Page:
Yesterday’s post on Initiation generated some excellent discussion among the comments. Thanks. Here’s an insight from Dave G: Well, who we are seems to be dealing with character. Is humble, servant leadership dealing with character? If so, I am ashamed to say that I so often see circles of leaders as “good ole’ boy” clubs where one is entitled to certain perks and levels of respect. I’m sure most people would not say that directly, but it seems to be how we live leadership out in our organization. I would love to hear some thoughts on this.
Speaking Change: Over/Under to Among
OK, here you go. New Testament leadership language contrasts greatly with most every culture’s normal perspective. Think about the words we use: I’ve always appreciated being under your leadership. He’s over me. She’s under the HR director. He’s over everyone in this four-state region.
When Jesus was challenged by James and John (and their mom!), two of his closest men, to place them in positions of authority over the other 10, sparks flew. Jesus basically said no.
And when the ten heard it, they began to be indignant at James and John. And Jesus called them to him and said to them, “You know that those who are considered rulers of the Gentiles lord it over them, and their great ones exercise authority over them. But it shall not be so among you. But whoever would be great among you must be your servant, and whoever would be first among you must be slave of all. For even the Son of Man came not to be served but to serve, and to give his life as a ransom for many.” (Mark 10:41-45, ESV)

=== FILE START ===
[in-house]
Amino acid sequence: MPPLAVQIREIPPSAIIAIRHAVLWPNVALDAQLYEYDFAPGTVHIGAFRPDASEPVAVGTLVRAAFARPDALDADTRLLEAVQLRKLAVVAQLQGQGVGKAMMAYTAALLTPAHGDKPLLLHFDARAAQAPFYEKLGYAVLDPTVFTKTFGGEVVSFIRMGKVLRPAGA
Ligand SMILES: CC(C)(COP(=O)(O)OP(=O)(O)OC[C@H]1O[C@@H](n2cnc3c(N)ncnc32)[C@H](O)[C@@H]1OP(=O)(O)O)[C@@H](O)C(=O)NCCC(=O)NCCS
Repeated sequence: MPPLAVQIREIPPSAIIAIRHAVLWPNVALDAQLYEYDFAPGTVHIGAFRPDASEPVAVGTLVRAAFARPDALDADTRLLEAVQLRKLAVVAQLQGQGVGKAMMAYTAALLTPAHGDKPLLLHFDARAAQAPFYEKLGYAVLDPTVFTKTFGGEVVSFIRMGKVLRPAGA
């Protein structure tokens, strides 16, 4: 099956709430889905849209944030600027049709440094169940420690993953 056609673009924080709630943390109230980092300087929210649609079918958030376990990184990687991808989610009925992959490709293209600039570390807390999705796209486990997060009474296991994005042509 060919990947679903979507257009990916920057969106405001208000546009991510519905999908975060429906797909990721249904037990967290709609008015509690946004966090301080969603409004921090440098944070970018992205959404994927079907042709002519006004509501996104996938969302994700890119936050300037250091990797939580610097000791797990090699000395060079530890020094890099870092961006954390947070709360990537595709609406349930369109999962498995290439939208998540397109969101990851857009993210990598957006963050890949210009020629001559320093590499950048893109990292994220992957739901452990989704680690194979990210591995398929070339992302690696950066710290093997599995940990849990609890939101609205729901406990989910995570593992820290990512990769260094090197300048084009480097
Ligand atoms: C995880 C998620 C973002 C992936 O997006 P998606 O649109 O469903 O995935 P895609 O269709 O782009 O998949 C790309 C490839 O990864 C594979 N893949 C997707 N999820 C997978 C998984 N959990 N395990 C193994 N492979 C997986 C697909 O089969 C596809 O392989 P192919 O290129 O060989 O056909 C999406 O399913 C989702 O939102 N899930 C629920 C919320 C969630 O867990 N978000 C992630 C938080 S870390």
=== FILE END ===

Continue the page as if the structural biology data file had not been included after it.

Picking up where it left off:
Note that Jesus addresses two types of leaders who rule or exercise authority over: those who are considered leaders, and even their great ones. Christ then turns the org chart upside down and strongly states in contrast: But it shall not be so among you.
I confess I didn’t expect such teaching from the ruler of the universe. Did his words stick? Did the disciples get it?
Fast forward 25 years later. Peter, arguably the most forceful personality among the disciples, whose name showed up first on most of the leadership rosters in the gospels and throughout the New Testament, wrote some great advice to church leaders. Let’s see what Peter said:
So I exhort the elders among you, as a fellow elder and a witness of the sufferings of Christ, as well as a partaker in the glory that is going to be revealed: shepherd the flock of God that is among you, exercising oversight, not under compulsion, but willingly, as God would have you; not for shameful gain, but eagerly; not domineering over those in your charge, but being examples to the flock. And when the chief Shepherd appears, you will receive the unfading crown of glory. (1 Peter 5:1-4, ESV)
Yep, I think it stuck.
Lesson for change agents: Take the next 7 days to listen for the leadership language of over/under or among. What do you hear others saying? What do you hear yourself saying?